McCormick calls for the creation of a modern day college of Tribunes, as in ancient Rome, that represented the People. McCormick makes a good case that they should be chosen by lottery not election; should not be wealthy; should not be an elite member of government already; and should be empowered to veto other legislative bodies. McCormick advocates "affirmative action" for the People. He says that what the People lack is not just the proper conception of democracy, but also a set of institutions to check and hold elites accountable.

My only difficulty with McCormick's breakthrough book is that if a Tribune position is going to be created it also should not be drawn from those in poverty or the Plebian class either. In modern day America, as in ancient Rome, the Patricians and the Plebians have formed a coalition against the middle class (read Thomas F. Madden, Empires of Trust: How Rome Built and America is Building a New World). Affirmative action and ACORN already exists along with countless nonprofits advocating for the poor. What doesn't exist is affirmative action for the common people who are not members of unions. Hence, the recent rise of the Tea Party.

However, equating the Tea Party with Machiavelli's conception of the Popolo (people) would likely make most academics cringe, including McCormick who sees redistributionists such as Paul Krugman, Theta Scocpol, Thomas Frank, and Kevin Phillips as modern Tribunes for the social class of the poor he erroneously believes there are no institutions for. Thus, McCormick's book again proves his thesis by trying to appropriate Machiavelli for the author's own ends just as he accuses others of doing.

At the end of his book McCormick uses the state of California as an example of Machiavellian democracy with ballot initiatives and recall elections. But most ballot initiatives in California are bankrolled by wealthy elites for their own purposes. Take Prop 71, the California Stem Cell Research Initiative of 2004 that was supported by a real estate developer to set up a $3 billion full employment act for him and a highly educated class of technocrats in a state that is broke. Moreover, the stem cell bureaucracy is redundant as both private sector venture capital funding and NIH grants provide most of the funding for stem cell research already.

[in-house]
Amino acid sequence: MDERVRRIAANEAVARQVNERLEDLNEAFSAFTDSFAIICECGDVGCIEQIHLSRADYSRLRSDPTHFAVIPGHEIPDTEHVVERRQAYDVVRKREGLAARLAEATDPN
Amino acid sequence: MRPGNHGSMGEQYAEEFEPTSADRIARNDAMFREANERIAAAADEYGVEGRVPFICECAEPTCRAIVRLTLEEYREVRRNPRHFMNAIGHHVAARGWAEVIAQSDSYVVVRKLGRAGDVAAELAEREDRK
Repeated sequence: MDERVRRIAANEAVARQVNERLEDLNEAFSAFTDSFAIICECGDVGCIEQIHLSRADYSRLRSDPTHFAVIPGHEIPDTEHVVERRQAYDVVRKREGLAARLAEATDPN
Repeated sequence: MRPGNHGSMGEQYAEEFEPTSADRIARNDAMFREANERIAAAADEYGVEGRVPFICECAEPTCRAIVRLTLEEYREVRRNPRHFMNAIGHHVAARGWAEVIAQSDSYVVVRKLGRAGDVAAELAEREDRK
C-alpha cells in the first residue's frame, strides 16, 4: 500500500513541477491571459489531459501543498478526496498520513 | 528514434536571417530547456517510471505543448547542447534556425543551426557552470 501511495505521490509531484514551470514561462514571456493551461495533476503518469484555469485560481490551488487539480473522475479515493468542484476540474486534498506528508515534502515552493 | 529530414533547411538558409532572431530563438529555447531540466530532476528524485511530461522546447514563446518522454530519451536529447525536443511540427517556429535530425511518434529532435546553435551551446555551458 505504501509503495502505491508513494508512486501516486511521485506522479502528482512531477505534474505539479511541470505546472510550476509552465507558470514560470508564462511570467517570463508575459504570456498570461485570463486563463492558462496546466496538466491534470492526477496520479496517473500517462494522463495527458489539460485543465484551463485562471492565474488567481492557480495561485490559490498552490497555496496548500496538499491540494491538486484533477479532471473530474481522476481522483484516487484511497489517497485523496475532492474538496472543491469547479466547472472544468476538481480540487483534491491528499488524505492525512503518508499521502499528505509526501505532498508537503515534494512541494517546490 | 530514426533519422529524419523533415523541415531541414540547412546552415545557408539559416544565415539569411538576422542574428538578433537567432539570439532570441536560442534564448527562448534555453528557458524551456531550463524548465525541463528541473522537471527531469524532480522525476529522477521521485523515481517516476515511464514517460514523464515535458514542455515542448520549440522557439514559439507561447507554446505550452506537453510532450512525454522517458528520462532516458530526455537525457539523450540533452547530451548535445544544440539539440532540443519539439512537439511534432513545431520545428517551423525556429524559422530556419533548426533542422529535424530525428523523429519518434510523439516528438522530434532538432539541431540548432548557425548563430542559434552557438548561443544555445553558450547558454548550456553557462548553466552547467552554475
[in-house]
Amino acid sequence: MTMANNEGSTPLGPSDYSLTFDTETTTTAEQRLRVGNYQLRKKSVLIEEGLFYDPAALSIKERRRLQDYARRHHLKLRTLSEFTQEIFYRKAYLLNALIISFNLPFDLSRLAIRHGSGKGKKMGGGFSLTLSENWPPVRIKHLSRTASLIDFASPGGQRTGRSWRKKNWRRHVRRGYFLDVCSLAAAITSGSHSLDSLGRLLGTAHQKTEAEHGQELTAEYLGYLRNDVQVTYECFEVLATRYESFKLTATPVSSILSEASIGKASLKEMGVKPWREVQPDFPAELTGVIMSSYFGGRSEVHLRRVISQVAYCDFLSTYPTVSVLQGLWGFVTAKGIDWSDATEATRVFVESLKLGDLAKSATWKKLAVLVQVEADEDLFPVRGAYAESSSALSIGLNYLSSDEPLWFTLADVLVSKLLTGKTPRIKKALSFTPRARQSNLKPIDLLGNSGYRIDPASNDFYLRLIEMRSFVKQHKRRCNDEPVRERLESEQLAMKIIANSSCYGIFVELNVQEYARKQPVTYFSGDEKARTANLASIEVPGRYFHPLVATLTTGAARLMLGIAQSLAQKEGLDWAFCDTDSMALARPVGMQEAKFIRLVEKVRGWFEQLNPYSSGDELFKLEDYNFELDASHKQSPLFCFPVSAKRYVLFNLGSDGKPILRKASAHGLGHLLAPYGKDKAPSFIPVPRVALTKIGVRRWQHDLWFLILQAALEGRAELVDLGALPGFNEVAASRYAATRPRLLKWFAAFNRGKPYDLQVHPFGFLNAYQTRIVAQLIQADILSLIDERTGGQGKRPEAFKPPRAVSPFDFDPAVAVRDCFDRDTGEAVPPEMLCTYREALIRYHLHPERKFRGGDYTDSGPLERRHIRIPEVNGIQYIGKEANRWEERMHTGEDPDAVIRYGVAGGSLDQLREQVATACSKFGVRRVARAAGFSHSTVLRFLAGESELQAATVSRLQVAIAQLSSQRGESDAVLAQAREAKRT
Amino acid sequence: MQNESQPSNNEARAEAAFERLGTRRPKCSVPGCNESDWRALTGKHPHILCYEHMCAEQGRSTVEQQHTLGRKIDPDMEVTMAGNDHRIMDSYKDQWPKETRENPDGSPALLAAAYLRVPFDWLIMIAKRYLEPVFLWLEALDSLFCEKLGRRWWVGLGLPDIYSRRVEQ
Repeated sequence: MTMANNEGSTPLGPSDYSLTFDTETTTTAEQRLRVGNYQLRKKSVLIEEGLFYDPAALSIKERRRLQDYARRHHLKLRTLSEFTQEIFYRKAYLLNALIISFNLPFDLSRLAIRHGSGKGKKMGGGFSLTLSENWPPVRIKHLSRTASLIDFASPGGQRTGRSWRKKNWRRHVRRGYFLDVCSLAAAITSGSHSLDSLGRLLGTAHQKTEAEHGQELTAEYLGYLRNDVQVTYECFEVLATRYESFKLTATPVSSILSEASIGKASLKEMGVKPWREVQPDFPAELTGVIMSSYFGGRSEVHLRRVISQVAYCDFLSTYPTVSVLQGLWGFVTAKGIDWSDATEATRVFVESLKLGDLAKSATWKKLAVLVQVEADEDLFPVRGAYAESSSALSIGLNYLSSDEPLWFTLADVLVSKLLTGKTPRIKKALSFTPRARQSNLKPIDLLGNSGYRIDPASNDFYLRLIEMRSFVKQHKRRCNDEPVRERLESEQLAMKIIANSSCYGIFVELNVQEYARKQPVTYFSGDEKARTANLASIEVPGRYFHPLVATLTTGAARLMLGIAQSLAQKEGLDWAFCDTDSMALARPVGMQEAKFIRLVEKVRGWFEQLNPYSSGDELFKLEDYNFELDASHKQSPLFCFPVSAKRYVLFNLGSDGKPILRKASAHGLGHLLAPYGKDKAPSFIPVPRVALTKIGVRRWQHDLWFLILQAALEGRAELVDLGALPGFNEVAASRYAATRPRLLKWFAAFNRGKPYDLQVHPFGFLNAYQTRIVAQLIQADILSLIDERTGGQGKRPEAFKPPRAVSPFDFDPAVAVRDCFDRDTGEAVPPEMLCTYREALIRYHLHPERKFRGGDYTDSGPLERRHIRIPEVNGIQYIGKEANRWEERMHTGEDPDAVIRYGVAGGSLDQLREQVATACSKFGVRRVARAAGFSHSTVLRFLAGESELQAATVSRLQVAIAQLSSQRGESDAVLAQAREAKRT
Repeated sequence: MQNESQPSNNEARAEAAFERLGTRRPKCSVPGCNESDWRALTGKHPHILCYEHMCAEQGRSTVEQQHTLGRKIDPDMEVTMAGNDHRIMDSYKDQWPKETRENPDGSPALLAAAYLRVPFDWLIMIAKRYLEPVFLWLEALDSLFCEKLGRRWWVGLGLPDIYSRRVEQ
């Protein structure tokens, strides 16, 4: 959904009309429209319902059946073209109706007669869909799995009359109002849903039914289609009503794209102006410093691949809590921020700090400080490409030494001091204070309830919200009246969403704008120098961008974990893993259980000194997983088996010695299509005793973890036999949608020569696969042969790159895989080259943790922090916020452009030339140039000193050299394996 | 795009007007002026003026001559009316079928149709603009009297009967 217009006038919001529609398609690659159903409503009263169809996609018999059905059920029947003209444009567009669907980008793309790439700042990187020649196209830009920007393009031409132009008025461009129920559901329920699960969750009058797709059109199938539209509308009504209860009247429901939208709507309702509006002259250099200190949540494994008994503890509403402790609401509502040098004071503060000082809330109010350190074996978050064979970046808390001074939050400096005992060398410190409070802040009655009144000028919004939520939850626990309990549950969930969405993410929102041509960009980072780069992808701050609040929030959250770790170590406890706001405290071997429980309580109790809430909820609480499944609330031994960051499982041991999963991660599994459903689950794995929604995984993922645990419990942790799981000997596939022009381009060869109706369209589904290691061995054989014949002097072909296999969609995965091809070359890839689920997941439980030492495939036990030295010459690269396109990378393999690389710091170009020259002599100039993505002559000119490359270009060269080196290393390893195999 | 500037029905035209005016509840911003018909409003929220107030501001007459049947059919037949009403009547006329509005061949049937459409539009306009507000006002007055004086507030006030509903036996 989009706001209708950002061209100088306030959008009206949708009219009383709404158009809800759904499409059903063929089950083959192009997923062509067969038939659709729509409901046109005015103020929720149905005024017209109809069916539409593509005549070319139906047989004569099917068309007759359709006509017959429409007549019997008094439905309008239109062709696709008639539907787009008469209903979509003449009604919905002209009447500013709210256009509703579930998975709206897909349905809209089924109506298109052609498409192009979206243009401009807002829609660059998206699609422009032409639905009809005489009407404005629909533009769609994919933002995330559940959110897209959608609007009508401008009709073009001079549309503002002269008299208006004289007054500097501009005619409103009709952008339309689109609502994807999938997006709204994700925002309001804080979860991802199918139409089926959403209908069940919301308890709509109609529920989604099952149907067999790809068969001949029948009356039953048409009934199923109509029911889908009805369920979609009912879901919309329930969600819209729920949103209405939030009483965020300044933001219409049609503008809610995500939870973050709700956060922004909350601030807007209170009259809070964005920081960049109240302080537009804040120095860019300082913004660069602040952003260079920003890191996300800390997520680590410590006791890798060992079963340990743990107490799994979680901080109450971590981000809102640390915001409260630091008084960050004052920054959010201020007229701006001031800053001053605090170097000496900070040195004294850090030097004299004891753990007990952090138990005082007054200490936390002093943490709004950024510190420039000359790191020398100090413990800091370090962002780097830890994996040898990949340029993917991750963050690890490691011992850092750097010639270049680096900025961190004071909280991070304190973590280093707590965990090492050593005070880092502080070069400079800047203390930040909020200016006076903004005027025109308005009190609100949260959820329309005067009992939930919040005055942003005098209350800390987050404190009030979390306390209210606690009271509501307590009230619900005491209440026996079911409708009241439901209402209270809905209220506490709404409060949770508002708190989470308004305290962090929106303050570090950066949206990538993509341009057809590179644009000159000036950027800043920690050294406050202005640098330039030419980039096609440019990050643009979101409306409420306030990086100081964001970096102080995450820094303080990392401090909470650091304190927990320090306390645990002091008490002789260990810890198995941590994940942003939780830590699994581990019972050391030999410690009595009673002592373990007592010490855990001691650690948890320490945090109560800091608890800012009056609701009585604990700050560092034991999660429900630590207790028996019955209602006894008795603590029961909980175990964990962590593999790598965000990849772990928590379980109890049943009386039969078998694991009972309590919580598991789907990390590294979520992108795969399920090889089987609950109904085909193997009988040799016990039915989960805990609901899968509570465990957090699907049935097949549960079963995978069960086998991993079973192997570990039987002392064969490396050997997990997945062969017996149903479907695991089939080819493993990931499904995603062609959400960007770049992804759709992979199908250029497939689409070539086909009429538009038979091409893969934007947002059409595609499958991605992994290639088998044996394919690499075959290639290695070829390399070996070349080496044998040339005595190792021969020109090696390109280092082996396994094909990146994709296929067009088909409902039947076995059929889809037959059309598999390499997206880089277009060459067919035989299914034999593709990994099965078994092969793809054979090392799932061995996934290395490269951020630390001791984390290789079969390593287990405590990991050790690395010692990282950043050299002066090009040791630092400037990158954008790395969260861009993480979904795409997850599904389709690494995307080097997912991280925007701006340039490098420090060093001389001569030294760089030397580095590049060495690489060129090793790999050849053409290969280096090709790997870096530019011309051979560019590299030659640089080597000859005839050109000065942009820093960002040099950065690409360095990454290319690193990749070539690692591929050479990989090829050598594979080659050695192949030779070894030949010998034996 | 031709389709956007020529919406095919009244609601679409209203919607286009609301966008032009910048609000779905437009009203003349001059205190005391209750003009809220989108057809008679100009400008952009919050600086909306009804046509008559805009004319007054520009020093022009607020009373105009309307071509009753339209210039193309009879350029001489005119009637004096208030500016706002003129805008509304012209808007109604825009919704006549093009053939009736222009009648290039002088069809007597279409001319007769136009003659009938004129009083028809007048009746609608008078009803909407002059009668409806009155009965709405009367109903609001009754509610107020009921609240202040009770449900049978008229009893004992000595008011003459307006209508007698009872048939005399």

And as we can see by the California state budget deficit crisis of 2009 and thereafter, the Gubernatorial recall election of 2003 didn't work out as envisioned. California has been more of a test tube to confirm Machiavelli's ideas of how "the Grandi" or Patrician class in forming a coalition with unions and the poor, have brought about a near collapse of a sovereign government. Some county governments in California are facing a wave of debt that would exceed their entire annual operating budgets just to pay for public pensions. What California needs is an infusion of people's institutions as McCormick advocates, cut not necessarily more advocacy institutions for the poor. The entire California Real Estate Bubble was partly caused by trying to provide cheap money and easy qualifying mortgages for the rentier class to move into ownership housing. This failed miserably as all Marxist materialist-only solutions often do.

Unfortunately, McCormick picked an unfortunate title for his book. Machiavellian means to be manipulative to the People he is trying to write for. "Was Machiavelli a Democrat?" or "Capturing Machiavelli" may be a more appropriate title.

But this is a good book that should be read with a critical eye when it comes to the ideological tug-of-war over Machiavelli's ideas. Nonetheless, it will help you rethink any notions you have about representative republican government, popular election as opposed to lotteries, and why it is important to create institutions for under-represented social classes from this well written book.